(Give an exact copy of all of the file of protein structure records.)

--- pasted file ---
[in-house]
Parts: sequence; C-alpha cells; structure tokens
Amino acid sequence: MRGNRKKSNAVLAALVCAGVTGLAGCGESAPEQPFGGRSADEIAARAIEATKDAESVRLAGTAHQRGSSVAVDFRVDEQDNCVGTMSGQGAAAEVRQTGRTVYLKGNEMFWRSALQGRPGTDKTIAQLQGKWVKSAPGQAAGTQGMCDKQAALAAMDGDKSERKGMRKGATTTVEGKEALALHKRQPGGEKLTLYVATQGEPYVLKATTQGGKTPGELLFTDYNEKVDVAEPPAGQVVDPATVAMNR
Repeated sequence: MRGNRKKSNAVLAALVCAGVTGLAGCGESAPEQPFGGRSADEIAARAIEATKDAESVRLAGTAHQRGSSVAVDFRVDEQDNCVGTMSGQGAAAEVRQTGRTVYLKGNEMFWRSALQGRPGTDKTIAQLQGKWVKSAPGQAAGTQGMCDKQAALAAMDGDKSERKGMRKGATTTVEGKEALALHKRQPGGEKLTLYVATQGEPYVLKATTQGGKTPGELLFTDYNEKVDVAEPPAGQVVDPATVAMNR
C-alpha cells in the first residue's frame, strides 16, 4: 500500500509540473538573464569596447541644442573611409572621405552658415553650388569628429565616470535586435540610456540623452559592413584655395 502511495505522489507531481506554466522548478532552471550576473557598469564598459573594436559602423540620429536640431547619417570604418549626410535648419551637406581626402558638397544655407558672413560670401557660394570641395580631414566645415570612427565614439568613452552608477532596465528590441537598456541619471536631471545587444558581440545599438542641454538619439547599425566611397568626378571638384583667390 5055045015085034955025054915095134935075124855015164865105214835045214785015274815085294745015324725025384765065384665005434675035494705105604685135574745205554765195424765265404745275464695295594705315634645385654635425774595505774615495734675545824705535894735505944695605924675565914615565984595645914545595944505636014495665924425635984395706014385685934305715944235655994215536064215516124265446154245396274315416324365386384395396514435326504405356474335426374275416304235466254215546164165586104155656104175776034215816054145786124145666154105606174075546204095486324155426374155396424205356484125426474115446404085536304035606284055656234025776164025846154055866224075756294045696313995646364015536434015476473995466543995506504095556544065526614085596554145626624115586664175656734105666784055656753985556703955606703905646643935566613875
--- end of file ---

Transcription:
[in-house]
Parts: sequence; C-alpha cells; structure tokens
Amino acid sequence: MRGNRKKSNAVLAALVCAGVTGLAGCGESAPEQPFGGRSADEIAARAIEATKDAESVRLAGTAHQRGSSVAVDFRVDEQDNCVGTMSGQGAAAEVRQTGRTVYLKGNEMFWRSALQGRPGTDKTIAQLQGKWVKSAPGQAAGTQGMCDKQAALAAMDGDKSERKGMRKGATTTVEGKEALALHKRQPGGEKLTLYVATQGEPYVLKATTQGGKTPGELLFTDYNEKVDVAEPPAGQVVDPATVAMNR
Repeated sequence: MRGNRKKSNAVLAALVCAGVTGLAGCGESAPEQPFGGRSADEIAARAIEATKDAESVRLAGTAHQRGSSVAVDFRVDEQDNCVGTMSGQGAAAEVRQTGRTVYLKGNEMFWRSALQGRPGTDKTIAQLQGKWVKSAPGQAAGTQGMCDKQAALAAMDGDKSERKGMRKGATTTVEGKEALALHKRQPGGEKLTLYVATQGEPYVLKATTQGGKTPGELLFTDYNEKVDVAEPPAGQVVDPATVAMNR
C-alpha cells in the first residue's frame, strides 16, 4: 500500500509540473538573464569596447541644442573611409572621405552658415553650388569628429565616470535586435540610456540623452559592413584655395 502511495505522489507531481506554466522548478532552471550576473557598469564598459573594436559602423540620429536640431547619417570604418549626410535648419551637406581626402558638397544655407558672413560670401557660394570641395580631414566645415570612427565614439568613452552608477532596465528590441537598456541619471536631471545587444558581440545599438542641454538619439547599425566611397568626378571638384583667390 5055045015085034955025054915095134935075124855015164865105214835045214785015274815085294745015324725025384765065384665005434675035494705105604685135574745205554765195424765265404745275464695295594705315634645385654635425774595505774615495734675545824705535894735505944695605924675565914615565984595645914545595944505636014495665924425635984395706014385685934305715944235655994215536064215516124265446154245396274315416324365386384395396514435326504405356474335426374275416304235466254215546164165586104155656104175776034215816054145786124145666154105606174075546204095486324155426374155396424205356484125426474115446404085536304035606284055656234025776164025846154055866224075756294045696313995646364015536434015476473995466543995506504095556544065526614085596554145626624115586664175656734105666784055656753985556703955606703905646643935566613875